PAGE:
Although this dress looks simple, there is more complexity to this pattern than what initially meets the eye.
The skirt, which looks like a poofy bell skirt, doesn’t have a crinoline! Instead, the dress gets its shape from underlining the skirt with silk taffeta, and the volume continues from the release pleats along the waistline.
Release pleats aren‘t ironed or tacked down, which I found a bit more difficult to keep in place, once the basting was removed. There is a more unpredictable “spring,” or bounce, to the pleats.
Silk organza is usually the underlining fabric of choice, however, due to the “crisper” effect of the release pleats, we needed to use a crisper fabric than a bouncy organza.
As mentioned in the last blog post on the Mystique of the Corselette, the bodice is backed by a bias cut, boned underbodice, which has eight bones. I’ve never cut an underbodice on the bias before. After seeing the success of this corselette, I may employ this technique again in the future.
An extension placket was constructed on the corselete to help protect the skin from the ten hooks running down the back.
The tiny hooks were meticulously sewn on evenly. I used this handy, accordion-like tool, created for button placement, to help space the hooks and eyes.
The pattern presented another surprise: a strip of bias was sewn onto the underarm, but only onto the corselette! It is left floating free, unattached to the bodice fashion fabric. I’m honestly unsure about its purpose. Is this an underam shield or does it serve as a reinforcement for the bias cut underbodice? Maybe both? I’m not certain.
The pattern also presented a darted inner sleeve-stay. If you look closely, the front and back bodice do not meet together; they are joined partially onto the sleeve, and, then, the sleeve is eased into the stay.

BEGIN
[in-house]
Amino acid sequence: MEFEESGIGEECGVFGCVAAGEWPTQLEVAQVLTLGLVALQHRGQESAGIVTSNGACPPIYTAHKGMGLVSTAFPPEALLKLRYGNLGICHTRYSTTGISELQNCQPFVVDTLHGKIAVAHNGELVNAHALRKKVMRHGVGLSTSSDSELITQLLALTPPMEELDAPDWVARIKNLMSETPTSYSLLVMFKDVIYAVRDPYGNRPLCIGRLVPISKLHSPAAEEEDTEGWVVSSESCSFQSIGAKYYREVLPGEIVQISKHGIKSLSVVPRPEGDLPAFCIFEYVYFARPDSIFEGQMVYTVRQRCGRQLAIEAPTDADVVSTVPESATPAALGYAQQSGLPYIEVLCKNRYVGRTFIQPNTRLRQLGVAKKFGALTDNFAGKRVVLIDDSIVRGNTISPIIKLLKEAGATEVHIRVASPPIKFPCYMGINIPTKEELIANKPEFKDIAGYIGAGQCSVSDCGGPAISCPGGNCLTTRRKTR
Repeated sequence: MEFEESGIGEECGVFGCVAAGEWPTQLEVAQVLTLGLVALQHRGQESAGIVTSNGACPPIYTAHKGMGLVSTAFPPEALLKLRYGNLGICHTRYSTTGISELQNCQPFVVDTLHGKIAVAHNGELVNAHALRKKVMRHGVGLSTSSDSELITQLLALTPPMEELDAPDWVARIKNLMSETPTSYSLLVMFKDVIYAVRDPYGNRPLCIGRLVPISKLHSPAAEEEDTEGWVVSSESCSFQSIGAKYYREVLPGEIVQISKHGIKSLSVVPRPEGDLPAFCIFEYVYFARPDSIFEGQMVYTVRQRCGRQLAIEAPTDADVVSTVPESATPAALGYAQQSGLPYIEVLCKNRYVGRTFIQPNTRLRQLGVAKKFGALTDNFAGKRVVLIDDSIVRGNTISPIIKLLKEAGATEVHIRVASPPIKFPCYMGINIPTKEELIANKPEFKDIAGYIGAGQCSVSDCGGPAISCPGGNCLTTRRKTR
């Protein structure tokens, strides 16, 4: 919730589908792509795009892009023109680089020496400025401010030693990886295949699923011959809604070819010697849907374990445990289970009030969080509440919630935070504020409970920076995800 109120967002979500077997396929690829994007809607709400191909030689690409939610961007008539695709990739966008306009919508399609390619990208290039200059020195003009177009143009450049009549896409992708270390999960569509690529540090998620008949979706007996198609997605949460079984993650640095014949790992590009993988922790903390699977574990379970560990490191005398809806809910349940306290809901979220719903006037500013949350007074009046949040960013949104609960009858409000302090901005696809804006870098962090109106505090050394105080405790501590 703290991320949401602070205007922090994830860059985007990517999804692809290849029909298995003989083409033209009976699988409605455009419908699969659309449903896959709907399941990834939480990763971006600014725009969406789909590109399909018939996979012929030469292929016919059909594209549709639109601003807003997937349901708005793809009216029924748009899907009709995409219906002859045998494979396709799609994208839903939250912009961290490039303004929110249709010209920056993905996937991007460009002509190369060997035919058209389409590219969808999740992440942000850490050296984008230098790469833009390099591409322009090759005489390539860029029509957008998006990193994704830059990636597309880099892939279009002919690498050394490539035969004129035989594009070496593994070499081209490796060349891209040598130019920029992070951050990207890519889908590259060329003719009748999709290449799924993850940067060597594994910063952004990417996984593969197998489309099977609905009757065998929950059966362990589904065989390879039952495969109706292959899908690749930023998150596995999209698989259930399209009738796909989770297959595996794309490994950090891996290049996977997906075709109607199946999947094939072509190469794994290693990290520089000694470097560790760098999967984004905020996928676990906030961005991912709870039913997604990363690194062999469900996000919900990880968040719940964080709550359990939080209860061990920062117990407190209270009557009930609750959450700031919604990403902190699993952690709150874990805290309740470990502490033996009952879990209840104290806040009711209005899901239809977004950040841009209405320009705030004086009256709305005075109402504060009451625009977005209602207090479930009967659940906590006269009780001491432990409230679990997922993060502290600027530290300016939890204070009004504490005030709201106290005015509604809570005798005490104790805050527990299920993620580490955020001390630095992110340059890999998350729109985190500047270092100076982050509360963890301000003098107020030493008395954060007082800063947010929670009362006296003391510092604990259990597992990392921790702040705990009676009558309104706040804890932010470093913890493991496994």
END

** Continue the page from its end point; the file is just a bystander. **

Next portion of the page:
Who would have thought that the sleeves would be both the hero and the nemesis of the dress? Since the sleeves sit off the shoulder, I finally understood why this dress had to be boned. The dress needs assistance from the help of inner bones to be held up, because it does not have any help from the natural pressure point at the shoulder. This dress is essentially behaving like a sleeveless bodice!
The entire dress had to be assembled first, before the corselette was inserted. The corselette terminates at the waist-line, since no crinoline or underskirt was necessary.
A petersham ribbon waist-stay was secured at the bottom of the corselette.
A lapped zipper was inserted by hand using the prickstitch.
A permanent “hole” was created along the waist-line which serves as the belt loop.
Which reminds me, there’s also a self covered belt...
which threads through the loop at the waistline
I made a personal choice to finish the dress with bound seams instead of using hand overcast stitches, since there’s no underskirt. Thinking ahead, I didn’t want a high-heel to catch and snag onto a thread.
The hem was whipstiched into place by hand.
And then we have a finished dress!
I’m pleasantly surprised that this project was not a boring dress to make; yet, it wasn’t difficult either. An intermediate or an advance sewist would have a lot of fun recreating this dress.
I would definitely put this dress into the “deceptively simple“ category. It looks plain and simple, but there’s so much more going on under the surface.
This 1957 Nina Ricci recreation will be perfect to wear to a piano recital or an elegant brunch. I look forward to wearing it soon.